Flake

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flake

Archaeol
a. a fragment removed by chipping or hammering from a larger stone used as a tool or weapon
b. (as modifier): flake tool
Collins Discovery Encyclopedia, 1st edition © HarperCollins Publishers 2005
The following article is from The Great Soviet Encyclopedia (1979). It might be outdated or ideologically biased.

Flake

 

in archaeology, the name for chips struck from a piece of flint or flint core by human hands. Flakes varied in shape and size. During the Stone and Bronze ages, tools, including knives, were made from flakes.


Flake

 

an internal crack in forged or rolled steel products, and sometimes ingots and cast articles, that markedly detracts from the desired mechanical properties of the steel. In pickled micro-sections, flakes are identified as hairline cracks; in the fracture testing of hardened specimens, flakes are oval, crystalline spots of a silvery white color distinguishable from the primary gray mass of the fracture. The steels most susceptible to flake damage are alloyed and carbon martensitic and pearlitic steels used for structural members, bearings, armor, and rails. Defects of this type are not found in austenitic or carbide steels (stainless and high-speed steels).

The principal cause of the formation of flakes is the presence of excessive hydrogen, and the mechanism most likely responsible is adsorption of hydrogen on the surfaces of microscopic irregularities, which reduces surface energy and makes destruction easier. Flakes originate in zones with heightened adsorption of hydrogen. The formation of such zones stimulates internal tensile stresses that arise in the steel during structural transformations, plastic deformation, and uneven cooling. Flake development is also promoted by a reduction in the metal’s resistance to destruction in places where stresses have concentrated near accumulations of defects of the crystal lattice, as well as by concentrations of nonmetallic inclusions and segregated inhomogeneities. Flakes may be controlled by thermal treatment of the parts under special conditions and by subjecting the molten steel to a vacuum, which reduces the hydrogen content to a safe level.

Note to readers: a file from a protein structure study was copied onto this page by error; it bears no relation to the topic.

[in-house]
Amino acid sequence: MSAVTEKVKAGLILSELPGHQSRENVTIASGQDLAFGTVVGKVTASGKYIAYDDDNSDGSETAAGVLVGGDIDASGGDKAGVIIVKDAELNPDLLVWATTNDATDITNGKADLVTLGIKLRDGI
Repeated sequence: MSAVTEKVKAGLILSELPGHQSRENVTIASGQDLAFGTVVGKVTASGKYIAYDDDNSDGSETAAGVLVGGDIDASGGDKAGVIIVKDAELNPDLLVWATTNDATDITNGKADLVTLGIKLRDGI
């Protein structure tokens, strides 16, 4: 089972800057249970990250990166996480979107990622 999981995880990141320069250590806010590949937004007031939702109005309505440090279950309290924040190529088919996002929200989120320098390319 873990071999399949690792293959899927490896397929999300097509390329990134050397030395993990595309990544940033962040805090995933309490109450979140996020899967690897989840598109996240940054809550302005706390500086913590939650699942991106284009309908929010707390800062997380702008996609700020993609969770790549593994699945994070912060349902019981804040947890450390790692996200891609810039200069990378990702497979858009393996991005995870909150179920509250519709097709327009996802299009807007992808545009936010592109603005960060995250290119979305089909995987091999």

REFERENCES

Dubovoi, V. la. Flokeny v stali. Moscow, 1950.
Moroz, L. S., and B. B. Chechulin. Vodorodnaia khrupkost’ metallov. Moscow, 1967.

V. L. SAFONOV and M. L. BERNSHTEIN

The Great Soviet Encyclopedia, 3rd Edition (1970-1979). © 2010 The Gale Group, Inc. All rights reserved.

flake

[flāk]
(materials)
Dry, unplasticized, cellulosic plastics base.
Plastic chip used as feed in molding operations.
A small, flat wood particle of predetermined dimensions and uniform thickness, with fiber direction essentially in the plane of the flake.
(metallurgy)
Discontinuous, internal cracks formed in steel during cooling due usually to the release of hydrogen. Also known as fisheye; shattercrack; snowflake.
Fish-scale, flat particles in powder metallurgy. Also known as flake powder.
McGraw-Hill Dictionary of Scientific & Technical Terms, 6E, Copyright © 2003 by The McGraw-Hill Companies, Inc.
References in periodicals archive ?
Ice flakers are highly moldable, have a large surface area, and no hard edges.
Other capital expenditures of Rs2.7 billion were also given go-ahead which would be funded through a mix of internal cash and debt, which includes 'new product line by adding Caustic Flaker of 20,000 MT per annum.
The blaze in June 2011 left the plant badly damaged and in need of a new multi-million pound flaker hall.
Wood flakes with a target thickness of 0.05 cm were chopped from water-soaked pine wood blocks with a disk flaker and conditioned to equilibrium moisture content of approximately 10 percent in an environmental chamber at 20[degrees]C [+ or -] 3[degrees]C and 65 [+ or -] 5 percent relative humidity.
Blend until homogenous and run through a roll flaker with cooling water.
"Instead of a 1,000 pound or 2,000 pound flaker, we're seeing a shift to a few of the 800 pound units, but mostly to the 400 pound to 500 pound range."
In a move which has caused an increasingly bitter feud between Knowsley council and Sonae, the firm started building a new flaker hall to replace the one lost in the fire before applying for retrospective planning permission.
The raw material was chipped in a pulpwood chipper with knives set for 15-mm chip length and then flaked with a ring flaker. The particles were dried to about 3 to 4 percent moisture content.
Modular construction and functionality allow these machines to be optimally matched to a customer's specific needs, and its small footprint and variable drive configuration enable such a flaker to be installed in any plant.
But when retrospective planning consent was granted last month for a replacement multi-million pound flaker hall, after one was lost in a huge fire, employees were given hope their jobs would be saved.
First, the geometry or configuration of the particles obtained in this trial was smaller or lower in quality than that produced by other researchers because these particles were produced using a hammer mill available in our laboratory (Table 2), whereas others had used a laboratory ring flaker, which can produce particles of high quality.